The ME Course Column is a recurring publication about the unique classes and labs that mechanical engineers can take while at the University of Colorado Boulder. Follow the series to understand the core curriculum, discover elective course options and learn the broad applications of mechanical engineering skills.
The racial reckoning in summer 2020 led to an awakening in our consciousness – a need for everyone to look inward and tackle our own unconscious biases. Professor Janet Tsai is asking students to question these preconceived notions when it comes to mechanical engineering as well.
In MCEN 4228/5228: Design for Inclusion, Professor Tsai encourages students to “consider alternate approaches to design, to question how equitable and inclusive technologies can be built within a society and culture that has no shortage of inherent biases and exclusive traditions.”
The course challenges mechanical engineers to recognize that despite the diverse world we live in, engineering can be biased. The first unit of the course is dedicated to analyzing those prejudices in the engineering field.
“I try to pull in historical angles to show that some designs were not always chosen because they were the best idea, but because it was the idea they went with,” Tsai said. “As a result, all of these other ideas have cascaded down, and it can be hard to envision something new.”
Tsai points to the transgender bathroom movement as an example. The gender binary has been rooted in society for centuries, which has made it difficult for some people to see other options.
“It’s so eye opening when you start to question these assumptions and realize it doesn’t actually have to be that way,” Tsai said. “As a designer, it’s really powerful to come up with alternatives. We realize some of these constraints were never actual constraints, they’re just defaults and biases.”
The second unit moves into thinking about the consequences of engineering designs that cater to certain people while excluding others. Students discuss groups that have been harmed by technology, such as people living through the Flint, Michigan water crisis.
Once students are comfortable talking about these issues, the course’s third unit is more outward looking. The class focuses on applying the responsibility of equitable design to their future careers and communicating these ideas with the public.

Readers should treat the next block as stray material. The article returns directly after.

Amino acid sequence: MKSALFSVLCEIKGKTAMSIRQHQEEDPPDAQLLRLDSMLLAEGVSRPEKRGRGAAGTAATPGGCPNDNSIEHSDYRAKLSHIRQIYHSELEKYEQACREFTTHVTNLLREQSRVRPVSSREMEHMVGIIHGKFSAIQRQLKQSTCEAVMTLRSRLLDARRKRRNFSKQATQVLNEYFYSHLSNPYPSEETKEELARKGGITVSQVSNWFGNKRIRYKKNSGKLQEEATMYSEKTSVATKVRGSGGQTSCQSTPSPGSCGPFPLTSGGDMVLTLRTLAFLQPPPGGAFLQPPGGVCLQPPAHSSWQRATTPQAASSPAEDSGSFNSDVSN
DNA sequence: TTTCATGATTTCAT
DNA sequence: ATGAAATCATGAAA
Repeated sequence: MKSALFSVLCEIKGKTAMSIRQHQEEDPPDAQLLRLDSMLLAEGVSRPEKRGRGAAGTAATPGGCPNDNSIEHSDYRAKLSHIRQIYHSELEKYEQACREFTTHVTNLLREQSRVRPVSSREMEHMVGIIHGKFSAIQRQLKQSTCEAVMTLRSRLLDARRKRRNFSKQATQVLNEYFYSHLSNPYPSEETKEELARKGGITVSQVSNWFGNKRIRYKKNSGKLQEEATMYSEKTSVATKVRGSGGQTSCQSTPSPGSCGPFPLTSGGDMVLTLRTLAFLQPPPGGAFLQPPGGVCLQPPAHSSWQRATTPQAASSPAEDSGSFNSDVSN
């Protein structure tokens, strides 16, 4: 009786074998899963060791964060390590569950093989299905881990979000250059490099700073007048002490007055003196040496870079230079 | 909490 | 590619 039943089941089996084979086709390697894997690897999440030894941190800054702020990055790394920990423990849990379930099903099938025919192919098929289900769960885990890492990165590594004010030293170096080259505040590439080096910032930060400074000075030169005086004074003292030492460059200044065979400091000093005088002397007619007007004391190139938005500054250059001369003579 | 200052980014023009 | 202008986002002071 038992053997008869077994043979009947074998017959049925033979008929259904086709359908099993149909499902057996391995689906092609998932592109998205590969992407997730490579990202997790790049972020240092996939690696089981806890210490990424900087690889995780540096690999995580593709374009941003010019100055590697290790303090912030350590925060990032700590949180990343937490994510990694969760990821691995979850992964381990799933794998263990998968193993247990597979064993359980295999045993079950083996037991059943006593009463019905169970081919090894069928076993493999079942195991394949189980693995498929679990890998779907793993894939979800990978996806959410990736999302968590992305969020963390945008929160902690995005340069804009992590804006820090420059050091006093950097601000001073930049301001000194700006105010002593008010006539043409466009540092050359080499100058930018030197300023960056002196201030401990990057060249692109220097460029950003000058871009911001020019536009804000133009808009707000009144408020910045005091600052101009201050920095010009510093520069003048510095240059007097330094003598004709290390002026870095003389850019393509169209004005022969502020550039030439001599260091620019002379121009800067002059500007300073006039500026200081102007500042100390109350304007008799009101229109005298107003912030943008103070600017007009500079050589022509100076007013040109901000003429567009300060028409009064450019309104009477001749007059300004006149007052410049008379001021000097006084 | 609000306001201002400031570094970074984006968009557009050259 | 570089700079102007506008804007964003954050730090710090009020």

“If we do care about making a difference, talking to people about the ethics of these designs and considering deeply how do I make a better design for everybody, then how do we engage the public in these big topics?” Tsai said she asks students.
The course culminates with students presenting public-facing showcases to familiarize themselves with public engagement and outreach through action. Various mechanical engineering alumni and industry partners attend the showcase each spring.
Design for Inclusion is the first course Tsai has designed from scratch. She is considering developing an industry training program with the same topics, after various mechanical engineering alumni reached out about design ethics and societal impacts in the workplace.
Throughout the course, Tsai’s focus is on people – the people that engineers are designing technology for and the engineers themselves. Tsai regularly invites diverse speakers to present to the class and students are encouraged to share their own experiences in engineering, many expressing fears of not fitting the mold of a ‘traditional engineer.’
Tsai’s strength in developing Design for Inclusion is giving students the space to talk and be vulnerable with their peers.
“I’ve really tried to model that in the class,” Tsai said. “On the first day, I tell students that I wanted to quit engineering many times. We don’t always feel like we belong. Knowing they’re not alone is helpful. We forget that students just need to hear that sometimes.”